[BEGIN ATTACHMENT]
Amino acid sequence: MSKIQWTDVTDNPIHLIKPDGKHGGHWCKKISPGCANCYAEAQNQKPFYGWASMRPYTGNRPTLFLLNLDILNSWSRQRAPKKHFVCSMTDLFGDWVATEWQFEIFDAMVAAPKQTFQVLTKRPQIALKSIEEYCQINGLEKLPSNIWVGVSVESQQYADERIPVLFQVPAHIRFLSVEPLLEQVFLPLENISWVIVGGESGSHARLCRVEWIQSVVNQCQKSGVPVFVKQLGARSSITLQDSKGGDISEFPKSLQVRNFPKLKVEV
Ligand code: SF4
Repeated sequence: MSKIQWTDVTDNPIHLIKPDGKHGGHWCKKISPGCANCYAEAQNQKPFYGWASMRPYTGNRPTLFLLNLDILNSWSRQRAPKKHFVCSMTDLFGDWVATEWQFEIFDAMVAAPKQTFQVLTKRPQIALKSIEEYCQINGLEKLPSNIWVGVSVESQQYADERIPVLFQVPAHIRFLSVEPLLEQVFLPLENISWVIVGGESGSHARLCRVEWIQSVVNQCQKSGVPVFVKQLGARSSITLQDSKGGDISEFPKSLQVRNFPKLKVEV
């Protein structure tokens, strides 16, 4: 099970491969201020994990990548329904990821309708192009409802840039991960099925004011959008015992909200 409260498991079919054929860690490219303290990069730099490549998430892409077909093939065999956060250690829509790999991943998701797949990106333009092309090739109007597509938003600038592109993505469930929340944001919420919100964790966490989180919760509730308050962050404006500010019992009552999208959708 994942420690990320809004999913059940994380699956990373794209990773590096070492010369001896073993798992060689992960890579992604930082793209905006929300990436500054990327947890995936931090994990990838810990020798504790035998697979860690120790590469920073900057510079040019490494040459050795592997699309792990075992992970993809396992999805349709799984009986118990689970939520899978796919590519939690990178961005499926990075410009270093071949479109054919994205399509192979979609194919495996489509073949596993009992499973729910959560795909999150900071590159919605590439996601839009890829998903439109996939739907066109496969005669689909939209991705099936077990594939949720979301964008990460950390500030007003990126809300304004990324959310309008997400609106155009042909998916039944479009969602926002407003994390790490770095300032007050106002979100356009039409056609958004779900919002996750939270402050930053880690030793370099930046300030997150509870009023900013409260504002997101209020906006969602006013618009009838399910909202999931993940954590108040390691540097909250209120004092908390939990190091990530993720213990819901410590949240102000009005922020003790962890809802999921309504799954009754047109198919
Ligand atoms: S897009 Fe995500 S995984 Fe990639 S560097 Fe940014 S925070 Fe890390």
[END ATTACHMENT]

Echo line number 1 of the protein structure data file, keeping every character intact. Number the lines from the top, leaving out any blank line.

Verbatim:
Amino acid sequence: MSKIQWTDVTDNPIHLIKPDGKHGGHWCKKISPGCANCYAEAQNQKPFYGWASMRPYTGNRPTLFLLNLDILNSWSRQRAPKKHFVCSMTDLFGDWVATEWQFEIFDAMVAAPKQTFQVLTKRPQIALKSIEEYCQINGLEKLPSNIWVGVSVESQQYADERIPVLFQVPAHIRFLSVEPLLEQVFLPLENISWVIVGGESGSHARLCRVEWIQSVVNQCQKSGVPVFVKQLGARSSITLQDSKGGDISEFPKSLQVRNFPKLKVEV